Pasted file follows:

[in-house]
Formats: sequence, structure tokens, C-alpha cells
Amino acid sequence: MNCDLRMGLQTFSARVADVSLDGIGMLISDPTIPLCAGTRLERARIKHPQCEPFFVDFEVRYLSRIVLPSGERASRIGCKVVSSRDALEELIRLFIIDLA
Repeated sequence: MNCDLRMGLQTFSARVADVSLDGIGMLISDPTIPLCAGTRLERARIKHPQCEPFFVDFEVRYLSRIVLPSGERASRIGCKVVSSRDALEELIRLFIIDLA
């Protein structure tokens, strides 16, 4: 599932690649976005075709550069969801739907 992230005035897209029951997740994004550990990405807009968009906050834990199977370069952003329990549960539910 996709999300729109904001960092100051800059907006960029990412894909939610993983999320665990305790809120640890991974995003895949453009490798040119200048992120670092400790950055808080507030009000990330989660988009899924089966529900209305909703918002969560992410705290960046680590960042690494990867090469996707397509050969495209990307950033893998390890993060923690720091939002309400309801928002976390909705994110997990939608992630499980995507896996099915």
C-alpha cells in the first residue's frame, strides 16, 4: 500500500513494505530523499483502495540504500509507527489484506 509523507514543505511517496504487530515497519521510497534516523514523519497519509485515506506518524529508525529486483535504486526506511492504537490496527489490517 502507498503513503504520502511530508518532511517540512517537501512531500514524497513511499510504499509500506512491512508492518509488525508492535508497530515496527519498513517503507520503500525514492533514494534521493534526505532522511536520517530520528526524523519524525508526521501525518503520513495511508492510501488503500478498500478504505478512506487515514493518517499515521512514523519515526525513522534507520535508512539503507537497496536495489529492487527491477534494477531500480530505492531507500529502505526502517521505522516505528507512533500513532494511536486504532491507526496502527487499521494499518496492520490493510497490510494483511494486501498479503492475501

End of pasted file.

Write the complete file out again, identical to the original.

[in-house]
Formats: sequence, structure tokens, C-alpha cells
Amino acid sequence: MNCDLRMGLQTFSARVADVSLDGIGMLISDPTIPLCAGTRLERARIKHPQCEPFFVDFEVRYLSRIVLPSGERASRIGCKVVSSRDALEELIRLFIIDLA
Repeated sequence: MNCDLRMGLQTFSARVADVSLDGIGMLISDPTIPLCAGTRLERARIKHPQCEPFFVDFEVRYLSRIVLPSGERASRIGCKVVSSRDALEELIRLFIIDLA
């Protein structure tokens, strides 16, 4: 599932690649976005075709550069969801739907 992230005035897209029951997740994004550990990405807009968009906050834990199977370069952003329990549960539910 996709999300729109904001960092100051800059907006960029990412894909939610993983999320665990305790809120640890991974995003895949453009490798040119200048992120670092400790950055808080507030009000990330989660988009899924089966529900209305909703918002969560992410705290960046680590960042690494990867090469996707397509050969495209990307950033893998390890993060923690720091939002309400309801928002976390909705994110997990939608992630499980995507896996099915």
C-alpha cells in the first residue's frame, strides 16, 4: 500500500513494505530523499483502495540504500509507527489484506 509523507514543505511517496504487530515497519521510497534516523514523519497519509485515506506518524529508525529486483535504486526506511492504537490496527489490517 502507498503513503504520502511530508518532511517540512517537501512531500514524497513511499510504499509500506512491512508492518509488525508492535508497530515496527519498513517503507520503500525514492533514494534521493534526505532522511536520517530520528526524523519524525508526521501525518503520513495511508492510501488503500478498500478504505478512506487515514493518517499515521512514523519515526525513522534507520535508512539503507537497496536495489529492487527491477534494477531500480530505492531507500529502505526502517521505522516505528507512533500513532494511536486504532491507526496502527487499521494499518496492520490493510497490510494483511494486501498479503492475501